June 2015: Takata tells Reuters that at least 10 per cent of the four million replacement airbag inflators will have to be replaced again. The death of a woman driver in Louisiana from metal shards from a Takata airbag brings to seven fatalities in Honda vehicles alone. Takata president Shigehisa Takada apologises for the deaths and injuries.
July 2015: The Takata airbag in a Nissan X-Trail explodes in a crash in Japan and sends high-temperature fragments into the car, causing a fire. The driver sustains minor injuries.
August 2015: Takata begins advertising campaign urging the installation of replacment inflators. It’s aimed mostly aimed at high-humidity states in the US. The rupture of a side airbag in a Volkswagen Tiguan that hit a deer in the US is, says Takata, a malfunction that resulted from “aging and long-term exposure to heat and high humidity.”
November 2015: Honda announces it will no longer use Takata airbags. It says: “We have become aware of evidence that suggests Takata misrepresented and manipulated test data for certain airbag inflators.” Honda has been Takata’s biggest customer for years. Toyota, Mazda and Nissan also drop Takata. The Wall Street Journal reports that Takata withheld airbag-inflator failures in reports to Honda in 2000, four years before Honda itself began its own investigation into Takata airbag problems.
December 2015: The NHTSA says the death of a man in a 2001 Honda Accord is blamed on a Takata inflator. Although the crash happened in Pennsylvania, the Accord had spent several years in the humid deep south.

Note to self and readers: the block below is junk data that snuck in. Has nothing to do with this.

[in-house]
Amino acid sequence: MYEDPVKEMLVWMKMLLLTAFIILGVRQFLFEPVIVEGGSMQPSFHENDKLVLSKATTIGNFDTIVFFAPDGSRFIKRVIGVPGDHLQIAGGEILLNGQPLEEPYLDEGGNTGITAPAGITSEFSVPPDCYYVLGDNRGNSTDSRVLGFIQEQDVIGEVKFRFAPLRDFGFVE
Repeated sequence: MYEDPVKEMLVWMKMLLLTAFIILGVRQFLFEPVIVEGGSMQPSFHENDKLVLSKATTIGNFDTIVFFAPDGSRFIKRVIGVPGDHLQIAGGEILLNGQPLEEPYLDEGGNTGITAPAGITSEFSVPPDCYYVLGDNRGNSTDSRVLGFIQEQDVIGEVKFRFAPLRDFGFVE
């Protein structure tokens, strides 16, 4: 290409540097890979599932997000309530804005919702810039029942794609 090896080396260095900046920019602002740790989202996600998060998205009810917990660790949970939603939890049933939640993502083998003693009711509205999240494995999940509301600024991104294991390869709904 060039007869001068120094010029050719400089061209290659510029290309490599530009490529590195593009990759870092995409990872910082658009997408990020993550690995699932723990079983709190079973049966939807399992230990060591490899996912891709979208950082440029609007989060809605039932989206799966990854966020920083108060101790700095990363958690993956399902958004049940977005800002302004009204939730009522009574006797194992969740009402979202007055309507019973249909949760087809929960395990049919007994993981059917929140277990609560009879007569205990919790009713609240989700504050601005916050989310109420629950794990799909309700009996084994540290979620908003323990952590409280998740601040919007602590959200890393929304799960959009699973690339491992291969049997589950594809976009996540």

January 2016: A man in the US state of Georgia dies in a Takata airbag-related crash while driving a 2006 Ford Ranger. US safety regulators immediately add another five million vehicles to the Takta recall list.
February 2016: Daimler recalls more than 700,000 Mercedes-Benz cars and 136,000 vans in the US made between 2005-2014. Audi, BMW and VW recall 1.7 million vehicles. Independent tests of suspect Takata airbags reveal a “combination of three factors – the use of ammonimun nitrate (as a propellant), the construction of Takta’s inflator assembly, and the exposure to heat and humidity – that made the inflators vulnerable to rupture.”
March 2016: Court documents viewed by Reuters show Honda requested Takata redesign its faulty airbag inflators to be ‘fail-safe’ back in 2009.
April 2016: A US teenager dies when she rear-ends a car in Houston, Texas. Her throat was lacerated by fragments of the airbag inflator and witnesses said she collapsed after getting out of the car. Her’s is the 11th Takata-related death worldwide.
September 2016: Honda confirms that the Takata airbag in a 2009 Honda City ruptured and killed the driver in Johor, Malaysia. It is the fourth death linked to a Takata airbag in Malaysia this year. Takata reveals to Reuters that it neglected to notify the NHTSA of a 2003 rupture of one of its airbags in Switzerland.
October 2016: The worldwide recall, which involves carmakers in Japan, Europe and the USA, is the largest automobile recall in history and may affect up to 100 million vehicles worldwide, among them 300,000 or so in New Zealand.